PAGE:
Last night, four places in the United States voted over whether or not employers should be required to give paid sick leave to employees. All four approved the idea.
Massachusetts was the biggest win for paid sick leave advocates — the state is just the third in the nation to require employers grant people such paid time off, following California and Connecticut. The state was joined by three major municipalities: Trenton, NJ; Montclair, NJ; and Oakland, CA (though the state has a paid sick leave law, Oakland’s will expand on it). All told, the laws will impact more than one million workers.
These latest votes follow a recent uptick in guaranteed paid time off for the sick, which has found its way into law by any number of means, including ballot initiative, city ordinance, or legislation. At the end of last year, only one state and 6 cities had required paid sick leave. Now, the total is three states and 16 cities:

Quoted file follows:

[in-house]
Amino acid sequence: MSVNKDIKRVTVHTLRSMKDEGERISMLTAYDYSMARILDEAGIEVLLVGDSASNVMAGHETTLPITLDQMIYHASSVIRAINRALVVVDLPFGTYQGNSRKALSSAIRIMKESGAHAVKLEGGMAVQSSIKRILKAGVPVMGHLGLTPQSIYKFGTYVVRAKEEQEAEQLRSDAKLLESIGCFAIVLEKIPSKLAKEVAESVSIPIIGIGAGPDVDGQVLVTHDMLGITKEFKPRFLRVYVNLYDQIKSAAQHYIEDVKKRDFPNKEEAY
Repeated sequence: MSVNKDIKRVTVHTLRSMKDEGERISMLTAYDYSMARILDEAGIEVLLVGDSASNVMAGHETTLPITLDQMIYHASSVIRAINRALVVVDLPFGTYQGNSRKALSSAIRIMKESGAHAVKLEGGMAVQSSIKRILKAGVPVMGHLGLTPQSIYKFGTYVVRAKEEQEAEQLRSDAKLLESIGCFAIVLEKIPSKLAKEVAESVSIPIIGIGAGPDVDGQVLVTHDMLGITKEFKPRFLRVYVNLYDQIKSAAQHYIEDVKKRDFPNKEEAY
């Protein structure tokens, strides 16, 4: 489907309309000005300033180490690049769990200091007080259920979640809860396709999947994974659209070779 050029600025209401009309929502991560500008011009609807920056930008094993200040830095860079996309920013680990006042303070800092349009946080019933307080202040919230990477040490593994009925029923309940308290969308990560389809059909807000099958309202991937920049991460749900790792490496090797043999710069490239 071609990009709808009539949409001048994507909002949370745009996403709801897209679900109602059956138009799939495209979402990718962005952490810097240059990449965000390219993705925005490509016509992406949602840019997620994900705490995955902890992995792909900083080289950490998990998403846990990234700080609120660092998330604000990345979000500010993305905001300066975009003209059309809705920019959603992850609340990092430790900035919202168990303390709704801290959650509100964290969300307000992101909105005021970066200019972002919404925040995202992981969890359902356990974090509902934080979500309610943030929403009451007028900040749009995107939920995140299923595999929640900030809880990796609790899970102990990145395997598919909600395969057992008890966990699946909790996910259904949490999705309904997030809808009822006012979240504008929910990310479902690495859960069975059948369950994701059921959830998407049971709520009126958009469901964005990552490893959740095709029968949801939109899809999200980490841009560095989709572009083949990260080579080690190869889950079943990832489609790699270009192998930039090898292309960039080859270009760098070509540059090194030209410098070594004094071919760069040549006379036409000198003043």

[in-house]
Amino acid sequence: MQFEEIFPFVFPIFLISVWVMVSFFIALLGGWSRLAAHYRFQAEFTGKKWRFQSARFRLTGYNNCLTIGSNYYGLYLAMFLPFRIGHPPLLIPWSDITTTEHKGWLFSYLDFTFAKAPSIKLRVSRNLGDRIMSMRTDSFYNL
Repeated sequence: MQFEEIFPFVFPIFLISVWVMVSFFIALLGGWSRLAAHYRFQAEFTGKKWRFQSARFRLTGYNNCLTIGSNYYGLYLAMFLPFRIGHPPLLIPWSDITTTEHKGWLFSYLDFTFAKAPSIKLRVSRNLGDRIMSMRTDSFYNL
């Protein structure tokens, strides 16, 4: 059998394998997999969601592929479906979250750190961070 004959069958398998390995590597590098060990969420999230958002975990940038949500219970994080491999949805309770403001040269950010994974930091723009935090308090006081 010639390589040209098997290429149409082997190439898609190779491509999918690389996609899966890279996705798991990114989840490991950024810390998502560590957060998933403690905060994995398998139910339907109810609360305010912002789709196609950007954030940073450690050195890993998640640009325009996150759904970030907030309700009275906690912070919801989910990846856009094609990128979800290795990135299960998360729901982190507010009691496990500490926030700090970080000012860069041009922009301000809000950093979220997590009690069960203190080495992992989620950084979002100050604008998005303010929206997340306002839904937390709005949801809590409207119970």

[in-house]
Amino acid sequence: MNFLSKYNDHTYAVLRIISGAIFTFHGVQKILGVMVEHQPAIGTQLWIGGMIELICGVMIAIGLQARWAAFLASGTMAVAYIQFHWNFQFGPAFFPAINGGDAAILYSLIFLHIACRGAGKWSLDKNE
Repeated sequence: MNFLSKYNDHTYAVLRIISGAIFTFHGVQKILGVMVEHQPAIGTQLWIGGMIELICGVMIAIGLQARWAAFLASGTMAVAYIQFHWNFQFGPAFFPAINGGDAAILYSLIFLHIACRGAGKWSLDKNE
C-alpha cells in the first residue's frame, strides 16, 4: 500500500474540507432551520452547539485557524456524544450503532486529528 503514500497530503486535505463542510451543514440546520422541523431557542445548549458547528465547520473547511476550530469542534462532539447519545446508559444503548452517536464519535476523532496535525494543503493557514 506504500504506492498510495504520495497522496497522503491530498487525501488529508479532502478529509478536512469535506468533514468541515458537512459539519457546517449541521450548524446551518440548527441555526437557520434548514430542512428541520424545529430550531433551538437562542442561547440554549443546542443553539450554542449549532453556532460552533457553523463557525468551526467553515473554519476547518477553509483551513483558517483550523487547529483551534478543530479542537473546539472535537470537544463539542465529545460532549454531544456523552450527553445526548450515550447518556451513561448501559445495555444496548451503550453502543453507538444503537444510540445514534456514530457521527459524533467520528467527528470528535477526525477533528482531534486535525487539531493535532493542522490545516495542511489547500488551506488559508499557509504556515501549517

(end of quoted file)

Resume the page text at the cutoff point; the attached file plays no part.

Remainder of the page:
New Jersey in particular has been a beacon for paid sick leave initiatives, thanks to an organized campaign on the ground there. Organizers say they learned from New York City’s movement for paid sick leave, and have had success targeting not the state as a whole but rather progressive communities within it. “We agreed that it was going to be very difficult to get the governor to sign a statewide bill,” Phyllis Salowe-Kaye, the executive director of New Jersey Citizen Action, recounted to ThinkProgress’s Bryce Covert earlier this year. But “we had two quite progressive mayors in Jersey City and in Newark… We knew that they could institute it as an ordinance in their cities, as opposed to having to wait for a state bill.”
But the pro-business motivation that drives opposition to paid sick leave may be misguided. Evidence from the early pioneers on paid sick leave indicate that there are very few costs, if any, to employers in providing paid sick leave. And indeed there may be benefits; when San Francisco approved paid sick leave, for example, the city saw business growth. Similarly, in Seattle, job growth has been better since the city’s law took effect.